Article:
Teen’s cupcakery more than sweet ambition | Kids Who Make SA Great
At 15-years-old, Akeila ‘Akki’ Tejwani owns a cupcakery. The product is made from organic ingredients. She splits her profits with children’s charities in SA.
Author: Marvin Hurst
Published: 8:13 AM CDT March 17, 2020
Updated: 8:15 AM CDT March 17, 2020
SAN ANTONIO — The Tejwani house is fragrant with the smell of baked goods. Outside their front door is a huge banner stretching up advertising Akki’s Cupcakery. In the kitchen, Akeila Tejwani president and CEO of her own business at 15.
“So, I had this passion for baking,” Akeila said. “I started when I was four-years-old.”
Akeila said she used to watch baking shows with her mother, Pooja. The teen got serious about her baking last October. She approached her parents about opening an organic bakery.
“I said yes. But if you really want to run a business, you have to figure out if it’s sellable,” Ajay Tejwani said. “It looks good on paper, but show me the money.”
His daughter started selling cupcakes at school. The students at Brandeis High School, apparently, liked her product because she sold out. But that wasn’t enough to convince her entrepreneurial father.
“He was like, ‘show me more,’” she said.
According to the Brandeis sophomore, she sold cupcakes for a week. The more she brought the more she sold. Her father started working with his daughter on a business plan, website, and marketing.
He agreed to invest seed money in a business she’d be responsible for. In December, Akki’s Cupcakery was born.
“Actually, she’s a girl full of surprises to me,” he said.
Akelia is in the top 5 percent of her class. She is also a black belt in Taekwondo who is on her school’s debate team. The teen also loves to read and watch baking videos on YouTube.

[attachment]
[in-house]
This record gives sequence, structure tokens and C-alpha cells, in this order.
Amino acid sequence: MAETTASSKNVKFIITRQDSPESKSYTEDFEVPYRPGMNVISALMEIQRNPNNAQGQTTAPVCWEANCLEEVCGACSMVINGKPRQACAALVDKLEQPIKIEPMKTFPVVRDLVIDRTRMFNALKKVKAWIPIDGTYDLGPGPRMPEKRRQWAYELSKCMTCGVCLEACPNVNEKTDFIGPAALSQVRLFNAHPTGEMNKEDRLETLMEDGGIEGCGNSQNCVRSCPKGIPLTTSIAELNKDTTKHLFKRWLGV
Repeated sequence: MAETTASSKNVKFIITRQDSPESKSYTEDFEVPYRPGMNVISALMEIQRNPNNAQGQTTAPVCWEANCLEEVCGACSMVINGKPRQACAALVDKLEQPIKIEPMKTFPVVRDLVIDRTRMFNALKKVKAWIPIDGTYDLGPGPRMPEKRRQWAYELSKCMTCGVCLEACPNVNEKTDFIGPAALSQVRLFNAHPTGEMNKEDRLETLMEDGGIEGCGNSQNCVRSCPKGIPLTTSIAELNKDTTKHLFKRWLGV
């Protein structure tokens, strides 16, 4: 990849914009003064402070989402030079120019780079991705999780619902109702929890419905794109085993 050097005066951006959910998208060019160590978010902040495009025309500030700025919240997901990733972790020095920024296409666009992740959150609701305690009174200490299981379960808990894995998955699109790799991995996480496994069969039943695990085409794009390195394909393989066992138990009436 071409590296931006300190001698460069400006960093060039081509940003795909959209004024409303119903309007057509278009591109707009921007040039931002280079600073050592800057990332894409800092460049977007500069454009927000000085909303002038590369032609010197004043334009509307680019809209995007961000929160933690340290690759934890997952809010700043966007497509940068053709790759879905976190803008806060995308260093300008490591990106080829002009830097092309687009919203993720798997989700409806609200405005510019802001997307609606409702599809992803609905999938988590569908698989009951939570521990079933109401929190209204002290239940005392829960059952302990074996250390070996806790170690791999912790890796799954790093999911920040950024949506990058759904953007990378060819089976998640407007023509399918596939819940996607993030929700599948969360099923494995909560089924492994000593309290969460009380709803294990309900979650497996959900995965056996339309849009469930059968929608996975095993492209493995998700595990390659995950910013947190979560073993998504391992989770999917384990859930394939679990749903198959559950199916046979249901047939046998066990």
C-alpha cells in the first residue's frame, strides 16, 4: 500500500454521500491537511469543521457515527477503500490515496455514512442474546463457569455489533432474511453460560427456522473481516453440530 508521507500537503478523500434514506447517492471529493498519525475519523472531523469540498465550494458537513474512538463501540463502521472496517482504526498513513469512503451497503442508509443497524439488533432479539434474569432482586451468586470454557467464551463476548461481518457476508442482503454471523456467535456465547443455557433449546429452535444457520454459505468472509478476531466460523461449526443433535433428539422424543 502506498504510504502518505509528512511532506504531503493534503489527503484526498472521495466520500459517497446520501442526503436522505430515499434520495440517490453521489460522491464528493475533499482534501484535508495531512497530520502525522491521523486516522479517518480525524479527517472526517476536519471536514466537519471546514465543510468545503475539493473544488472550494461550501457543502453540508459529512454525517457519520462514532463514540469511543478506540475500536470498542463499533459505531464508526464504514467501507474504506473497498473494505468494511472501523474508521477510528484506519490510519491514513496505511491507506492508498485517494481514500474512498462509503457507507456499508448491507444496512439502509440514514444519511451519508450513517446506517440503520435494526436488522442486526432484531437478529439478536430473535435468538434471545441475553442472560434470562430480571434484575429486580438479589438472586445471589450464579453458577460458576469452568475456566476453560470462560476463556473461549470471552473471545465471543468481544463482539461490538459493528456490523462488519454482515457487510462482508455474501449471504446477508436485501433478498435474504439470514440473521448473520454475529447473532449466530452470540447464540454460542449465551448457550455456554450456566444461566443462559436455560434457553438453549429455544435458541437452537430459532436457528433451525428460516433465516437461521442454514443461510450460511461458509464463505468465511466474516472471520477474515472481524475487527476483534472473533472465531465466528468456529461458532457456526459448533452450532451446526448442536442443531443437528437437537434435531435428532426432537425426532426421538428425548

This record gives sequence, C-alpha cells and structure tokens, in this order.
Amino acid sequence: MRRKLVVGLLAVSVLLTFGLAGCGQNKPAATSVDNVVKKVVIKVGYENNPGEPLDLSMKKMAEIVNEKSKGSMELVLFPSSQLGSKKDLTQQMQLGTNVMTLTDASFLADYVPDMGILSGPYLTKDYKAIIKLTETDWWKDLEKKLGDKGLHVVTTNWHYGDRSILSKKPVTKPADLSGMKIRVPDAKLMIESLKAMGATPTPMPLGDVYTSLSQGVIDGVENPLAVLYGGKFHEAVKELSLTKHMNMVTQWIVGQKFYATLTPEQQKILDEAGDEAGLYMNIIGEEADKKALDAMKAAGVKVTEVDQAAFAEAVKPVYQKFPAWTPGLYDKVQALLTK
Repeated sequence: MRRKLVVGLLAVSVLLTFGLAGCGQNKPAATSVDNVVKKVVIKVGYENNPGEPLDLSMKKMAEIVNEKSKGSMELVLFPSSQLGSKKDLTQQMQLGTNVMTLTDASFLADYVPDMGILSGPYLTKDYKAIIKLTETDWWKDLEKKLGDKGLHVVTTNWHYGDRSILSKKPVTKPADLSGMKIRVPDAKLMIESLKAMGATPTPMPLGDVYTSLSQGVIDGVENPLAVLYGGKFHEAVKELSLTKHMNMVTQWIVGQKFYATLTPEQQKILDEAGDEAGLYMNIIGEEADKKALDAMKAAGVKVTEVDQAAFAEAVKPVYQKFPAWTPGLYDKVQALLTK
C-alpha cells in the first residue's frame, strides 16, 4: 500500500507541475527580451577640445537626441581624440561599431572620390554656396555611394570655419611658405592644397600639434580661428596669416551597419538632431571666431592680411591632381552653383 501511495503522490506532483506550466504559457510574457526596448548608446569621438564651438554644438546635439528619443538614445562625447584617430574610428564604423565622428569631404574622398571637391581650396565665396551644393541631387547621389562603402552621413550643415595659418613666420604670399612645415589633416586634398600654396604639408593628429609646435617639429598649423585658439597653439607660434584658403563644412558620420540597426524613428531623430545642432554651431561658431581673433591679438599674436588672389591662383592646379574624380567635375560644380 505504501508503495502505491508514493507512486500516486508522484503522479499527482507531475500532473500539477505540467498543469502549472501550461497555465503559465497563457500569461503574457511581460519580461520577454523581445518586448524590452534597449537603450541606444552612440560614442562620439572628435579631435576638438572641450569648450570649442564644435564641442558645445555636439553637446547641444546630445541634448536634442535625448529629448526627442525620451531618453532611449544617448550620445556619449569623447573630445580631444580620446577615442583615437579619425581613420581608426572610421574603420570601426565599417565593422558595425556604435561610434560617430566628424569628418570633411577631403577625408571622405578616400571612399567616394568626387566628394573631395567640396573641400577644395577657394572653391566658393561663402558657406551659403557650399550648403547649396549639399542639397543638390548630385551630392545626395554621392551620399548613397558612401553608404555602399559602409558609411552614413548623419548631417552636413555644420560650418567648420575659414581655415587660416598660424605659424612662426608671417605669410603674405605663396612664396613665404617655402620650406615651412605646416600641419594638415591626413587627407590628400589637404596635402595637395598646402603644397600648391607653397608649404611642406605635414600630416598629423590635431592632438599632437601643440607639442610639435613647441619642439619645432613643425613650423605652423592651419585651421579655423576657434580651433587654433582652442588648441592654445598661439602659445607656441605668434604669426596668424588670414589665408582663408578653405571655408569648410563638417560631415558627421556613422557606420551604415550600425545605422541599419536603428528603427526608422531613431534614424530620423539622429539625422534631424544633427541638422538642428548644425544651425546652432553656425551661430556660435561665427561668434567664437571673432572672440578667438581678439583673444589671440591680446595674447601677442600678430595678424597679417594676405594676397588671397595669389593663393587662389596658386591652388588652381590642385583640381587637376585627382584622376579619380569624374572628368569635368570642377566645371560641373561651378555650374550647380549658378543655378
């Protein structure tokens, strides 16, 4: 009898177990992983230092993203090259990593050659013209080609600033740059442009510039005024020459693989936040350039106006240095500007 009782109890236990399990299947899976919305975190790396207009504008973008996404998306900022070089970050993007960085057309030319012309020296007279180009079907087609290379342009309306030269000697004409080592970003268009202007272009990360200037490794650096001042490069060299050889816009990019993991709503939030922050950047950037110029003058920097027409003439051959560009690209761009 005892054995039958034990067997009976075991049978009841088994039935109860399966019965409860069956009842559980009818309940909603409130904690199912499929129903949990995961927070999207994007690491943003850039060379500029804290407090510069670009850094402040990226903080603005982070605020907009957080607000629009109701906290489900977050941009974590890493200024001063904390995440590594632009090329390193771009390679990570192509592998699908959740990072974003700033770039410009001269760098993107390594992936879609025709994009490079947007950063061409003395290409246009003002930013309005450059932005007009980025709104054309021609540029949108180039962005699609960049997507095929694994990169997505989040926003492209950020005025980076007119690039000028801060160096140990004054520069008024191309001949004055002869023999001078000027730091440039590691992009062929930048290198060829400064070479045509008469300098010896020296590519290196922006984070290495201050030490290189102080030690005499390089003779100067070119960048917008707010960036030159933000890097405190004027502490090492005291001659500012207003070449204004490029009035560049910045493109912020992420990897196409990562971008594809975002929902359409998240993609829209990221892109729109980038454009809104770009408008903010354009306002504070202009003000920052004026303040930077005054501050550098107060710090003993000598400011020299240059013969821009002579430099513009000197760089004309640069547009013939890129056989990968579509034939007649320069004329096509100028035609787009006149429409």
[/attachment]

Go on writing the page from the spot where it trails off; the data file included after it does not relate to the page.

Her family including her mother, grandmother, and sister Nikita make-up her staff. She, of course, uses her profit to take care of operational costs. The teenage business owner also donates 50 percent of her proceeds to five children’s charities in San Antonio.
“I’ve always wanted to work with kids somehow,” she said. “So, when I grow up, I want to work in a non-profit or start my own non-profit.”
The Ferrari Kids, SJRC (formerly known as the St. Jude’s Ranch for Children) Texas, JDRF (Juvenile Diabetes Research Foundation), CAMP (Children’s Association for Maximum Potential) and Heartgift San Antonio are set to benefit from her profits.
Akki’s Cupcakery offers goods in a variety of flavors. The options are organic, vegan and gluten-free.
Her business model even includes delivery through Grub Hub and Door Dash. The baked goods are made at the time of order. She said most orders take about two hours.
Her experiences since opening in December haven’t been all cookies and crème. She’s learned the harsh reality of how flaky customers can be. But the Tejwanis live in a household governed by mantras. One of those is encouraged each night by the sisters to brush their teeth for bed.
“I’m confident. I believe in myself and I can do anything I put my mind to,” Ajay said.
He is teaching his daughters time, treasure and talent are what they have to offer the world.
“We have these family core values of HUGPC: Health and happiness, upright, gratitude, pay forward and continuous learning,” Akeila said.